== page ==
At first, Diamondbacks catcher Kelly Stinnett couldn’t believe it and did a triple take when he saw Showalter put four fingers up. Bonds also looked at Showalter in disbelief. Buck replied with a wink.


Ultimately, this gambit somehow paid off. Yes, the lead shrunk to just 8-7. Mayne came up to hit and really piled the pressure on by working the count full. Finally, on the eighth pitch of the AB, Mayne lined out to right to end the game and notch a win for Arizona.

Honestly, seeing how deadly Bonds was in his prime, I’m surprised he had just one bases-loaded intentional walk. After all, this is a guy whose 688 career IBBs dwarf that of second place (Albert Pujols with 313).


May 29, 2010 – Roy Halladay’s Perfect Game


Growing up a Yankees fan, there was no pitcher who terrified me more than Roy Halladay. Despite Halladay regularly eviscerating some talented Yankees lineups, he was my favorite starting pitcher to watch.

I expected the same line each and every start: eight innings pitched with one run … maybe two, if the Yankees were lucky.

When the Blue Jays traded Halladay to the Phillies, I felt relieved. Finally, I could root for him without feeling any pinstriped guilt. And hopefully Halladay would finally earn the national recognition he deserved, especially after miring away on a mediocre Toronto team for over a decade.

In 2010, Halladay absolutely shined in the limelight.

Over his first six starts, Halladay had two CGSOs. He also had one complete game where he let up just one unearned run. The NL East stood no match for the Doc. On May 29, the Marlins learned that the hard way.

That Marlins team had some pretty talented bats. Hanley Ramírez was in his third consecutive All-Star season. Dan Uggla was arguably the best second baseman in the NL. Chris Coghlan was looking to build upon his ROY award in 2009. But all of them were helpless against Doc’s cutter and sinker combo.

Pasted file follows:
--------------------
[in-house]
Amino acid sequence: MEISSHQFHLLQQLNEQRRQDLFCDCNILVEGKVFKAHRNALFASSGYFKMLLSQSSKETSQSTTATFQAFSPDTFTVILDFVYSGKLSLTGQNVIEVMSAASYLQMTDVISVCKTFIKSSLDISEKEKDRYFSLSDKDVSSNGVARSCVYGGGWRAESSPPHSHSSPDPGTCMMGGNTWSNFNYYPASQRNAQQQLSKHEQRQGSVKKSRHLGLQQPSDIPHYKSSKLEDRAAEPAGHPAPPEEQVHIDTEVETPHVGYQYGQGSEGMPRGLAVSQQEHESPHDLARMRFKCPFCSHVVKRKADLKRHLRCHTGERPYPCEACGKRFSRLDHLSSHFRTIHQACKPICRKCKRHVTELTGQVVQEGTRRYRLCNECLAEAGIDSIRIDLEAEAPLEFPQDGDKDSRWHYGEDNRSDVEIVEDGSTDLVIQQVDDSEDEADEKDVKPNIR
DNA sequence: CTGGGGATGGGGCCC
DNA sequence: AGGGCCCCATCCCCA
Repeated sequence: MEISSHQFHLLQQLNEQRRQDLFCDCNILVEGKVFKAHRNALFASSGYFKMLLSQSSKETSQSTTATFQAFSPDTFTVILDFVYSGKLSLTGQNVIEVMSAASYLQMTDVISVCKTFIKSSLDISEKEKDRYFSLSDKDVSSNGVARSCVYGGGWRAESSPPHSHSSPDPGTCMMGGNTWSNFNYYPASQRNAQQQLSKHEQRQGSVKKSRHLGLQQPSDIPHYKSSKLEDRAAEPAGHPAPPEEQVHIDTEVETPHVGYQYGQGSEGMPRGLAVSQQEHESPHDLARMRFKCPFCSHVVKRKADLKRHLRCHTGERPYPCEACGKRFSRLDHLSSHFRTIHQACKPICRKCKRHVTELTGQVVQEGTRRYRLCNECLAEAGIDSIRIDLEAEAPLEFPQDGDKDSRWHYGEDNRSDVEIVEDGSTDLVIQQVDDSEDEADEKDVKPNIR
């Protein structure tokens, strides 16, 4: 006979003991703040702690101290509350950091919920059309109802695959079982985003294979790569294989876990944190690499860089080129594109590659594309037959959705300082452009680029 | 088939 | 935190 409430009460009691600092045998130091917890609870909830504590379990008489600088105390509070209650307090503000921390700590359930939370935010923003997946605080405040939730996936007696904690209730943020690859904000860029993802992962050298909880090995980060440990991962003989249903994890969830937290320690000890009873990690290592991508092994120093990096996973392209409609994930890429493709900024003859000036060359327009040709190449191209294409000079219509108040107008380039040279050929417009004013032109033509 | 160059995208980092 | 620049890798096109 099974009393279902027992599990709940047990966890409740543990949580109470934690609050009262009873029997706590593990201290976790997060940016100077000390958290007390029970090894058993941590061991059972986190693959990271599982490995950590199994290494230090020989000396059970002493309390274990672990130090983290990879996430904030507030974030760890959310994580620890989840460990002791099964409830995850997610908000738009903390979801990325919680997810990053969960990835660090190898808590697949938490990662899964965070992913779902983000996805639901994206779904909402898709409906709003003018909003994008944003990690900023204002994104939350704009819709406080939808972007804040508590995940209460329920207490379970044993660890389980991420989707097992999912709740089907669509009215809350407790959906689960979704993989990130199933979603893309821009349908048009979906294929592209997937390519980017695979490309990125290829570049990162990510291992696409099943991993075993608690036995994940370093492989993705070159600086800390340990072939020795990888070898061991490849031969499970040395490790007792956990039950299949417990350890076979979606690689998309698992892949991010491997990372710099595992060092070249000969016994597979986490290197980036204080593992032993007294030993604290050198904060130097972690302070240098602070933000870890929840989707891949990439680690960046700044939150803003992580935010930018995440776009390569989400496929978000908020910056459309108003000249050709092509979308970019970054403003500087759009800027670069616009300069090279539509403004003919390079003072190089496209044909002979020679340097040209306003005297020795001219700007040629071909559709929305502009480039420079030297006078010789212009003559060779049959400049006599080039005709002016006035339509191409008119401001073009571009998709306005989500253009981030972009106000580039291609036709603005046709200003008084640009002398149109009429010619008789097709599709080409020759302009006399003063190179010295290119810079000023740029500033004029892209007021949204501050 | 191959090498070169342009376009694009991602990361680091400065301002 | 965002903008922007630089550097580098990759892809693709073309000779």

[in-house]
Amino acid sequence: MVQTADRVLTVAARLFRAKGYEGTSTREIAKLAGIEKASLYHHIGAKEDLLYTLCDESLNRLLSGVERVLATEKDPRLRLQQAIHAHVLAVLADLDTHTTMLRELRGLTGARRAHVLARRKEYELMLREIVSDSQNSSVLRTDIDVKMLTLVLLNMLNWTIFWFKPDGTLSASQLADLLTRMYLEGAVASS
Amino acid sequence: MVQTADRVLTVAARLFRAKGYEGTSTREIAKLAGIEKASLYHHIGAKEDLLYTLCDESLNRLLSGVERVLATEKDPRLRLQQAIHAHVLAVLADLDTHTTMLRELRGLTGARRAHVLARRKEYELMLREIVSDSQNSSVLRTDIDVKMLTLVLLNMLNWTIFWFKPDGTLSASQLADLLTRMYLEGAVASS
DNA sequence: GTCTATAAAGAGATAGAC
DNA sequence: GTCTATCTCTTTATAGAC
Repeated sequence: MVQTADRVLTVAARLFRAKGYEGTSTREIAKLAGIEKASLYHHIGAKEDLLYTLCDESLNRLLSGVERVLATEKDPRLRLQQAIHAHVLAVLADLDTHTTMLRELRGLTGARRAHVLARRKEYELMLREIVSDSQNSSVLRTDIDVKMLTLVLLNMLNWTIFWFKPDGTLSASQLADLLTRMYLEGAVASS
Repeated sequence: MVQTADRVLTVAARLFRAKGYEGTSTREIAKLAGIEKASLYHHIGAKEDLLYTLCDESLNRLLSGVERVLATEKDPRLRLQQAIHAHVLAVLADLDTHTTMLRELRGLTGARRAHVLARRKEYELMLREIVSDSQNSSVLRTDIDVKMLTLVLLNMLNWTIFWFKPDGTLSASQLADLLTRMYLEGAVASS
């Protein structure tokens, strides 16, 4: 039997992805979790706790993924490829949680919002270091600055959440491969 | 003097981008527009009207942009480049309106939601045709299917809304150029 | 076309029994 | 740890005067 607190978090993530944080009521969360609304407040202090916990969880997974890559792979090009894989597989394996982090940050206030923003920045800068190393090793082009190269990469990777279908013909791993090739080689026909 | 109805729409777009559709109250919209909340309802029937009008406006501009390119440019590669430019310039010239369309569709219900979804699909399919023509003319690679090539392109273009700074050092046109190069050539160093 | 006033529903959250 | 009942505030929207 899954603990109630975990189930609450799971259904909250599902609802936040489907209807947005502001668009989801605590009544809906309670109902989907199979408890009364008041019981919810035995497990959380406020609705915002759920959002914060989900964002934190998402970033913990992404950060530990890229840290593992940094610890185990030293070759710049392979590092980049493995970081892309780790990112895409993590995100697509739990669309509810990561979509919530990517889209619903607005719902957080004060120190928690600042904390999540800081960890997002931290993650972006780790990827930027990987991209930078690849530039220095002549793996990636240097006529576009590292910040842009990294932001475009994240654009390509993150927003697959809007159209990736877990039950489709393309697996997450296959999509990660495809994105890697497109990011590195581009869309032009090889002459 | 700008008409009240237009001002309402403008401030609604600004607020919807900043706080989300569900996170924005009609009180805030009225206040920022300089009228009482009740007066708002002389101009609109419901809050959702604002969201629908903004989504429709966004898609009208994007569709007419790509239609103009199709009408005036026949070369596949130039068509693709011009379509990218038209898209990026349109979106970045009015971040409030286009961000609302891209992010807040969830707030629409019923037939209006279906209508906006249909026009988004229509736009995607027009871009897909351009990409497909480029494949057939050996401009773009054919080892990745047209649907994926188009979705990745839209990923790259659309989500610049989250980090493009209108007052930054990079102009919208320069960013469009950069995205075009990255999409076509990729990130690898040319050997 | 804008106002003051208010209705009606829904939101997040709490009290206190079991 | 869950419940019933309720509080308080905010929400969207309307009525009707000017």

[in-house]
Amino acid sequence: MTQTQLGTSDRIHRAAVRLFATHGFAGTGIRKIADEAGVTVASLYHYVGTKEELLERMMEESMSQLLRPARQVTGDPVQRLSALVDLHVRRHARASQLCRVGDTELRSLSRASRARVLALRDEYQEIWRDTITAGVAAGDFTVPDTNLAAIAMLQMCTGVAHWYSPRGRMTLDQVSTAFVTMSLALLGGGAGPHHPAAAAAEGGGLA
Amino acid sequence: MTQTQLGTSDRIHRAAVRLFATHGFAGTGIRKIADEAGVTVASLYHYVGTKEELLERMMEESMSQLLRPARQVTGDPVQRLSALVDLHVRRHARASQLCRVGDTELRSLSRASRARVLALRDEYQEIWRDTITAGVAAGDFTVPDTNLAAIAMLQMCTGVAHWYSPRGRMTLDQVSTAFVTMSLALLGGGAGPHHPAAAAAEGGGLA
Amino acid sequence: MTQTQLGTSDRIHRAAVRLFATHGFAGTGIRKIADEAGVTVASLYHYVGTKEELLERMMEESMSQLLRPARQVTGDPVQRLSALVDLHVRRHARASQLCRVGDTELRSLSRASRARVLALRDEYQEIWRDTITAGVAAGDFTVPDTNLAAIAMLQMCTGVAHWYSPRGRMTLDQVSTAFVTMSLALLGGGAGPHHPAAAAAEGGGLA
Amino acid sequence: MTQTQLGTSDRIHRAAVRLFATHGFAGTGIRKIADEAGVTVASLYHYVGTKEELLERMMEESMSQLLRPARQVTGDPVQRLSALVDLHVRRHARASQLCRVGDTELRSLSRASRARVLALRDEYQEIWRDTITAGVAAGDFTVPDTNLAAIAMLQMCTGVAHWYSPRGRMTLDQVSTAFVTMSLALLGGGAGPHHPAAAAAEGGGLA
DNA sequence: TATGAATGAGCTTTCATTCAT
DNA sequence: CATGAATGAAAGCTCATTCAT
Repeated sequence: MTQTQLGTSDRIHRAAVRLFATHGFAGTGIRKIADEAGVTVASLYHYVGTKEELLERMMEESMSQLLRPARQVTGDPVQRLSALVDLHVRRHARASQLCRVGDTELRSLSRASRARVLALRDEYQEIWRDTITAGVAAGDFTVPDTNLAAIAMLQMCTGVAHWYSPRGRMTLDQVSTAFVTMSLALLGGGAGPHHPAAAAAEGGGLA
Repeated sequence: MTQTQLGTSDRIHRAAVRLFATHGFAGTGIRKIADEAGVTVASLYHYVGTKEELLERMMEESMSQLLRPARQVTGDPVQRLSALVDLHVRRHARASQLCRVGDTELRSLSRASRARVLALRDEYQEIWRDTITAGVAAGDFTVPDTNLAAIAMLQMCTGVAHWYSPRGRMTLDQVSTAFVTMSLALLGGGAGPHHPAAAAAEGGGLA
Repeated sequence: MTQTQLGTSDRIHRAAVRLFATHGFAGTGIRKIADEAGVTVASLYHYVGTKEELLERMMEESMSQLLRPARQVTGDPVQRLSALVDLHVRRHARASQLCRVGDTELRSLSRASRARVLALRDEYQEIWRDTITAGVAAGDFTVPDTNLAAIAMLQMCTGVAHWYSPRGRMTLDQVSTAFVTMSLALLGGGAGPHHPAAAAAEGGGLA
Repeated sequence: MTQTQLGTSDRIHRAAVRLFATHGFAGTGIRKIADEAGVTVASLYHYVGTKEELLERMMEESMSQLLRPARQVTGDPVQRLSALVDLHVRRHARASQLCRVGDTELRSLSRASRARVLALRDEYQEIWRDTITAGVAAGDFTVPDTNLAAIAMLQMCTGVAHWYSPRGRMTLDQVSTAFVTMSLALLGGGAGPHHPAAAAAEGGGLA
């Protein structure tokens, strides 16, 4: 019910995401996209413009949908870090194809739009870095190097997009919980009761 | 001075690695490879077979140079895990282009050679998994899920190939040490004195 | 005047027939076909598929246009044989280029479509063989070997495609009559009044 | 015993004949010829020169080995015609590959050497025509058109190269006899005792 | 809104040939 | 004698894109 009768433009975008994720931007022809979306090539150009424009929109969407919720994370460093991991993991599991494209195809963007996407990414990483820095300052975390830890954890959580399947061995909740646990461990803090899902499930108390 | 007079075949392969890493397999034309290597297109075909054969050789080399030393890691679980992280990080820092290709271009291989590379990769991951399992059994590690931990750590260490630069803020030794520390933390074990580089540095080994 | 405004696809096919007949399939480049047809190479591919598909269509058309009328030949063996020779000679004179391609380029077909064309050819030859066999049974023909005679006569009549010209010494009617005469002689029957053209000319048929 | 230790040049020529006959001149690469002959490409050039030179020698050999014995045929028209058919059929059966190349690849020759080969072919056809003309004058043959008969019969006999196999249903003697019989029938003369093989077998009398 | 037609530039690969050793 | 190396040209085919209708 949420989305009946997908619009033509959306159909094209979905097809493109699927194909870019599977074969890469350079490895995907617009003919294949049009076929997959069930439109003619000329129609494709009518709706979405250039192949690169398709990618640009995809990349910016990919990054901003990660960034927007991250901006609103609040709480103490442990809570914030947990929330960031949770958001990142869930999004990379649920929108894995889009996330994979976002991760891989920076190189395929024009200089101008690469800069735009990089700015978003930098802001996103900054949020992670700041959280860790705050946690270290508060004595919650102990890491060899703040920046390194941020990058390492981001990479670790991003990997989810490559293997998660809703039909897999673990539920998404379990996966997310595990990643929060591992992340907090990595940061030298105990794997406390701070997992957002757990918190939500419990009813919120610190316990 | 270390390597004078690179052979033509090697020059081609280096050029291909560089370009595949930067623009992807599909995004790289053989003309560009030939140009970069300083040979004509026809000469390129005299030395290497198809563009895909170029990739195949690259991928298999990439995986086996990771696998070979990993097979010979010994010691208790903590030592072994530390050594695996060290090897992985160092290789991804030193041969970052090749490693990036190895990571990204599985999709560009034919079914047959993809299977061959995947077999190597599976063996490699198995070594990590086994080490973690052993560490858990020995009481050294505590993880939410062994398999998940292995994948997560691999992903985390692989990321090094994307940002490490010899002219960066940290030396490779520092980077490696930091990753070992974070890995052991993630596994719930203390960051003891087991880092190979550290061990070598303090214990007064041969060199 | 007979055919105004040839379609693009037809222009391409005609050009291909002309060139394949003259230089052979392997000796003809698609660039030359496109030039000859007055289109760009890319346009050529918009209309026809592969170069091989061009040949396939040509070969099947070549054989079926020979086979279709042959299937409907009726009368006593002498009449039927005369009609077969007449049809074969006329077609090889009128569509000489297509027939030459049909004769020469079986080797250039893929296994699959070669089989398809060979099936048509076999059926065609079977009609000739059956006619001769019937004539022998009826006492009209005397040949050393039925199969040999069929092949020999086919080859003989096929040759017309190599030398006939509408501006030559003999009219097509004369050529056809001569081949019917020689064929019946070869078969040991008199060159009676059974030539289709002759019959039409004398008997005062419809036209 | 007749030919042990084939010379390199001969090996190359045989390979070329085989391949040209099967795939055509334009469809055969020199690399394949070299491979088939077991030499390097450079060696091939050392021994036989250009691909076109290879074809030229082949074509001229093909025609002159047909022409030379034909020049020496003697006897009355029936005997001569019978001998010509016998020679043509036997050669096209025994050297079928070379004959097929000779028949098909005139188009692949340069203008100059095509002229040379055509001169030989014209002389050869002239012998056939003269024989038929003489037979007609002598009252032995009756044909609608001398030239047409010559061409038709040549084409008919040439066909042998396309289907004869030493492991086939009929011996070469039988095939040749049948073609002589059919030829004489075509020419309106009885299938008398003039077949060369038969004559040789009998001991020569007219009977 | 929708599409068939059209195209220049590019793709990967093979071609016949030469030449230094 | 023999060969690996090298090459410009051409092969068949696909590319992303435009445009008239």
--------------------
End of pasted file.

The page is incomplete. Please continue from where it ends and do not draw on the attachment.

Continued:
The first two innings played out the exact same way: two strikeouts, then a weak groundout for out three. In the third, Cameron Maybin finally hit a ball into the outfield, but it was caught by the CF.

With Halladay’s patented quickness and efficiency, he carved apart the Marlins and made them yearn for a time before 1993. It didn’t feel like he was pitching with just a one-run lead. As was usually the case with Doc in Toronto, just one run was all he needed to win.

In two hours, the game flew by. 24 Marlins had gone up, and 24 had went back down. The first batter in the ninth, Mike Lamb, managed a warning-track shot to deep center, but it was caught for out one. Next: Wes Helms. He sat there looking at an inside cutter for out two. Just Ronny Paulino stood by Halladay and history.

On a 1-2 count, Doc delivered a pitch that enshrined him in baseball immortality.


9 IP, 11 Ks and no baserunners.

2010 was just a perfect year for Halladay in general. Not only did he pitch a perfect game and win the Cy Young, but he also threw a no-hitter in his first ever postseason start.

If you want to relive all 27 outs of Halladay’s perfecto, here you go:


Photo by Icon SMI | | Feature Graphic Designed by James Peterson (Follow @jhp_design714 on Instagram & Twitter)

Alex Kleinman

Journalist who loves the Yankees and the Bears. One gives me strength, the other leads me to existential dread. When I'm not obsessing over baseball, you can find me at a concert, hiking in a National Park or chasing my dog, Frankie, who has probably stolen one of my socks.